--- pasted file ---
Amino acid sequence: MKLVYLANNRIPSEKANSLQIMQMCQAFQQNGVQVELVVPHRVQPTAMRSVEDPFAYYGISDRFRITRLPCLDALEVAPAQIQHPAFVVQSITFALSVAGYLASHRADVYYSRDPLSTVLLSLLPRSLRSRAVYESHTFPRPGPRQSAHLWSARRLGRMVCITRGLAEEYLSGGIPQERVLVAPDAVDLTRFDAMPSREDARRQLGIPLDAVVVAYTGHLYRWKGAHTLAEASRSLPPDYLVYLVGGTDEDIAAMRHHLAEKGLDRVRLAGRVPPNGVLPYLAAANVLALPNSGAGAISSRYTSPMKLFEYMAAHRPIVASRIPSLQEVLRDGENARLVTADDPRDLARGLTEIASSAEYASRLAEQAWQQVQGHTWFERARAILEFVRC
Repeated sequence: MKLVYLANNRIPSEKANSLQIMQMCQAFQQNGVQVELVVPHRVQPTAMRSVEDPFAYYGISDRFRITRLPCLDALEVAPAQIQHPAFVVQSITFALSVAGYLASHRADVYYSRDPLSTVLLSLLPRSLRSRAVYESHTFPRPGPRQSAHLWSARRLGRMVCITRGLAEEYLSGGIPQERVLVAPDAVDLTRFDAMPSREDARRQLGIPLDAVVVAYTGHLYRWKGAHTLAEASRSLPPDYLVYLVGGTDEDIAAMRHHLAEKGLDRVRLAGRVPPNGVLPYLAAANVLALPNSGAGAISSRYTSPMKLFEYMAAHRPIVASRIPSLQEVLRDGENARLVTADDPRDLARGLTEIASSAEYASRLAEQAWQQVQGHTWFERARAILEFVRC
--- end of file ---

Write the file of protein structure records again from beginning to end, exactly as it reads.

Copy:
Amino acid sequence: MKLVYLANNRIPSEKANSLQIMQMCQAFQQNGVQVELVVPHRVQPTAMRSVEDPFAYYGISDRFRITRLPCLDALEVAPAQIQHPAFVVQSITFALSVAGYLASHRADVYYSRDPLSTVLLSLLPRSLRSRAVYESHTFPRPGPRQSAHLWSARRLGRMVCITRGLAEEYLSGGIPQERVLVAPDAVDLTRFDAMPSREDARRQLGIPLDAVVVAYTGHLYRWKGAHTLAEASRSLPPDYLVYLVGGTDEDIAAMRHHLAEKGLDRVRLAGRVPPNGVLPYLAAANVLALPNSGAGAISSRYTSPMKLFEYMAAHRPIVASRIPSLQEVLRDGENARLVTADDPRDLARGLTEIASSAEYASRLAEQAWQQVQGHTWFERARAILEFVRC
Repeated sequence: MKLVYLANNRIPSEKANSLQIMQMCQAFQQNGVQVELVVPHRVQPTAMRSVEDPFAYYGISDRFRITRLPCLDALEVAPAQIQHPAFVVQSITFALSVAGYLASHRADVYYSRDPLSTVLLSLLPRSLRSRAVYESHTFPRPGPRQSAHLWSARRLGRMVCITRGLAEEYLSGGIPQERVLVAPDAVDLTRFDAMPSREDARRQLGIPLDAVVVAYTGHLYRWKGAHTLAEASRSLPPDYLVYLVGGTDEDIAAMRHHLAEKGLDRVRLAGRVPPNGVLPYLAAANVLALPNSGAGAISSRYTSPMKLFEYMAAHRPIVASRIPSLQEVLRDGENARLVTADDPRDLARGLTEIASSAEYASRLAEQAWQQVQGHTWFERARAILEFVRC